PictureKimberly Johnson. Photo courtesy of Ryan Johnson

Wildly Whipsawing Lexicon: An Interview with Kimberly Johnson

Interview Conducted by Karen Schubert

Kimberly Johnson’s poetry, translations, and scholarly essays have appeared in The New Yorker, New England Review, Slate, The Iowa Review, Milton Quarterly, Modern Philology, and other publications  She has published three collections with Persea Books: Uncommon Prayer (2014), A Metaphorical God (2008), and Leviathan with a Hook (2002).  Her poetry is muscular and cerebral, playfully wrought, with an exquisite control.

With her partner, poet and essayist Jay Hopler, she edited Before the Door of God, An Anthology of Devotional Poetry (2013 Yale UP).  In 2009, Penguin Classics published her translation of Virgil’s Georgics. She edited a collection of essays on Renaissance literature, and an online archive of John Donne’s complete sermons. She is the recipient of grants and fellowships from the John Simon Guggenheim Memorial Foundation, the National Endowment for the Arts, the Utah Arts Council, and the Mellon Foundation.  She holds an M.A. from the Johns Hopkins Writing Seminars, an M.F.A. from the Iowa Writers’ Workshop, and a Ph.D. in Renaissance Literature from the University of California at Berkeley. She lives in Salt Lake City, where she is a Professor at Brigham Young University.

Her Renaissance literature scholarship grounds her work with a structure and deep understanding and love for language, and language as epistemology.  In praise of A Metaphorical God, Persea Books notes that “Johnson showcases her gifts for mining language for its hidden gems and its gospel.”

Poet Linda Gregerson adds, “She’s a polyphonic prestidigitator, a virtuoso of the vibrant heart, and —stunning in our fallen world—a genuine metaphysician, with all the healing aptitude the word implies.”

These poems are physical, looking out through the eye of a pit bull, bug zapper, or close other, as in “Nonesuch.” “Not this: you the urge and I the page./Not this: you the harrow, blades sharp/to turn the fallow field of me. Not the wheel/that turning winds the carded wool of me./Not you the pick and I the Rickenbacker/cherryneck with the humbucker pickups./Not you the piston whose combusted thrust/shoves the rod that drives my crankshaft.” It is impossible to read Johnson’s work without reading it, feeling the gutturals stomp and pop in your throat. Swallow it down. Now how does that feel?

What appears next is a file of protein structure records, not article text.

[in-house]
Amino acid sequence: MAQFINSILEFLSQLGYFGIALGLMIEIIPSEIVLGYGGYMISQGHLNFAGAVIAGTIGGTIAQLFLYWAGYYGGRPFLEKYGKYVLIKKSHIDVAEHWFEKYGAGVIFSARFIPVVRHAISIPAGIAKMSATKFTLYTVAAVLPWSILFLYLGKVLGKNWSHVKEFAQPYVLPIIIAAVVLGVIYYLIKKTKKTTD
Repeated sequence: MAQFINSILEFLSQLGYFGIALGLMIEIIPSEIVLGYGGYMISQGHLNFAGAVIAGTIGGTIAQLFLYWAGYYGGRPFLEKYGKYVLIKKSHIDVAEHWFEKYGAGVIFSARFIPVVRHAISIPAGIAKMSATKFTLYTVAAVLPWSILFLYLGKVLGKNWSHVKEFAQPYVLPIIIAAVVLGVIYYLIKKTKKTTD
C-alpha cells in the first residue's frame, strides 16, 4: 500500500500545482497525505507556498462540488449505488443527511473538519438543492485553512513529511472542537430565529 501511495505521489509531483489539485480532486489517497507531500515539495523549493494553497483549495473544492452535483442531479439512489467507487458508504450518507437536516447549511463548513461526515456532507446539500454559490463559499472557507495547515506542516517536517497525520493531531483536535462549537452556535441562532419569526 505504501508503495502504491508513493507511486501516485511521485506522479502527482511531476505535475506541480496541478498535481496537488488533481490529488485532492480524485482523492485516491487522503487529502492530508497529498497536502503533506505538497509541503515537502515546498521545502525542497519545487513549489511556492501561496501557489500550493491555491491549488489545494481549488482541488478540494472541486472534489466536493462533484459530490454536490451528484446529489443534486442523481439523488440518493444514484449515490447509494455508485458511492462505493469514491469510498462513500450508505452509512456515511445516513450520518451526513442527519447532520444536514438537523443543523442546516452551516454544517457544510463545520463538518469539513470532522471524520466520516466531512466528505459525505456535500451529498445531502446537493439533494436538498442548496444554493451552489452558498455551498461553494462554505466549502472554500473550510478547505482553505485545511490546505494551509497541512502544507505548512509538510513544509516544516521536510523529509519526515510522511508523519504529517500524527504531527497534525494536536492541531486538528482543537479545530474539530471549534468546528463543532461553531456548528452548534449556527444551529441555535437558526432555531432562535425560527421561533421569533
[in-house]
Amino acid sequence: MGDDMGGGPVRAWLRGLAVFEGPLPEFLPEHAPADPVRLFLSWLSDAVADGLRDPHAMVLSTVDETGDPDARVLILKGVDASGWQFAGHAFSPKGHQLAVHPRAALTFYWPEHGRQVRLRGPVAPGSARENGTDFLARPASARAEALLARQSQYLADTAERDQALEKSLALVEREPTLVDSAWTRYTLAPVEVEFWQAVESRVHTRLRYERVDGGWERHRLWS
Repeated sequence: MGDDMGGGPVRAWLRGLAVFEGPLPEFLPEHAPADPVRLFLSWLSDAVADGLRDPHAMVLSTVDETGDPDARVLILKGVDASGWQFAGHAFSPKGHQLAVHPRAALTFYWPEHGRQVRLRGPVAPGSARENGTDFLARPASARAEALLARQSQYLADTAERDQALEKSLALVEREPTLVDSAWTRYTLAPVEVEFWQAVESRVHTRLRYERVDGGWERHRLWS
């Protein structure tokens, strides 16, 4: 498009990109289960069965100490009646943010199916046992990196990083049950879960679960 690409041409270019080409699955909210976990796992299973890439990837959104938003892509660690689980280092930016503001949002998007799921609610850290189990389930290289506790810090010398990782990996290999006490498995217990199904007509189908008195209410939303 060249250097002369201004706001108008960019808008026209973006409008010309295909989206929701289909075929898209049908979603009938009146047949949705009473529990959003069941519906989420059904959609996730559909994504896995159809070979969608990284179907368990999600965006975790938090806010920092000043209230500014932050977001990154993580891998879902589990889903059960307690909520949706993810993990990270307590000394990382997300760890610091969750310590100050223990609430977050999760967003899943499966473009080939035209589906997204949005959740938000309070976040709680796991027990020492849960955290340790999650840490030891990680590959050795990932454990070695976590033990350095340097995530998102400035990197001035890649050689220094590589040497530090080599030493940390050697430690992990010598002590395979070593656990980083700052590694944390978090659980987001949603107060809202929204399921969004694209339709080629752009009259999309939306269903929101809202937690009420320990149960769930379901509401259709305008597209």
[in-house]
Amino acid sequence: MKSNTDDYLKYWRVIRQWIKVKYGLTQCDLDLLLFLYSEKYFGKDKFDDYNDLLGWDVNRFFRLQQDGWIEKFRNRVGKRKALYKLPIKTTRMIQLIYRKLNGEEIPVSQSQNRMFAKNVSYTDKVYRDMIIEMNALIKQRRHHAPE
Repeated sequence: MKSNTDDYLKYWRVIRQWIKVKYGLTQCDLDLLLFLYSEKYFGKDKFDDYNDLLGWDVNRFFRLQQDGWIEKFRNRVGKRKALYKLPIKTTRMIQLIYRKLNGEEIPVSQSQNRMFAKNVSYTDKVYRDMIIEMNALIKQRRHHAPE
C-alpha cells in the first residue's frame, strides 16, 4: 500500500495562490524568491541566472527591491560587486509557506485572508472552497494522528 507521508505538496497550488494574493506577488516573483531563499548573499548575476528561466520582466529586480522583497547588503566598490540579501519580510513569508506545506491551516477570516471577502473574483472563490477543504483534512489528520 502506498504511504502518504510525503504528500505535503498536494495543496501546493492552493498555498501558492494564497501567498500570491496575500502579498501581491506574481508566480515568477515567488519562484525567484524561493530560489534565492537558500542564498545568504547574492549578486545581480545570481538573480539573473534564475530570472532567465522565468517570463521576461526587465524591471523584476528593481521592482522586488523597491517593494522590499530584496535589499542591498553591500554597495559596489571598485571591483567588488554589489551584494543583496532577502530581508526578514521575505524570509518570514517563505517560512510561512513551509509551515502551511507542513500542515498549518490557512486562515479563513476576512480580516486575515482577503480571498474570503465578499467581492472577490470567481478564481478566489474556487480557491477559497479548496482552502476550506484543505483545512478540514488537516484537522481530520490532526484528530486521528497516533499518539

I was in Kimberly’s poetry workshop at the Imagination Conference at Cleveland State University in 2009. She had a great energy. Someone had a Segway and she was curious, and as I walked in one day she was zipping around in the rotunda, grinning. In our workshop, she was focused and generous with her thoughtful assessment, and also carefully inclusive. Her feedback was terrific—I remember her advice—and peppered with stories. In one, she impersonated Allen Grossman, scrunching up her neck. “Now Miss Johnson…” she growled. In the summer of 2013, I was in residency at Headlands Center for the Arts, and that gave me the opportunity to begin our conversation by email. I read her answers, as well as the poems in Uncommon Prayer, to my fellows at the Writers House.  This conversation took place by email between July 2013 and January 2014.

Karen Schubert: At Imagination, you gave a craft talk about your love of the roots of our blended language. I remember saying mulch, mulch, after your talk, and I still think of that when I’m hands deep in my garden. Can you talk about why you’re drawn to these mouth sounds and linguistic footfalls?

Kimberly Johnson: I’m so delighted that you’re beginning our conversation with a question about words. I’m deeply committed to words themselves as the raw materials of poetry—the stuff of which poems are built. Words are things worthy of consideration in and of themselves. Each one has heft and texture, and it moves around in the ear and the mouth with real force. I mean, we experience words as material, sensually perceptible objects; even though we may not think of them that way, nevertheless, we experience them as sound waves in the air or as black marks on a page. Words are the reason that poetry is, for me, so very much a physical mode of literature.

Poetry foregrounds the physical qualities of language, asks us to register the drawn out moan of a long O sound or the shrillness of a short I as constitutive of our interpretive encounter with the poem. Those sounds inflect the poem, determine how we perceive what it says denotatively. I’m not suggesting that there’s any set correspondence, of course—not arguing that long vowels are more dramatic or that trochaic meter is inherently depressing because it falls (though pretty influential readers have made similar claims over the last few hundred years). Rather, I’m casting my lot with the body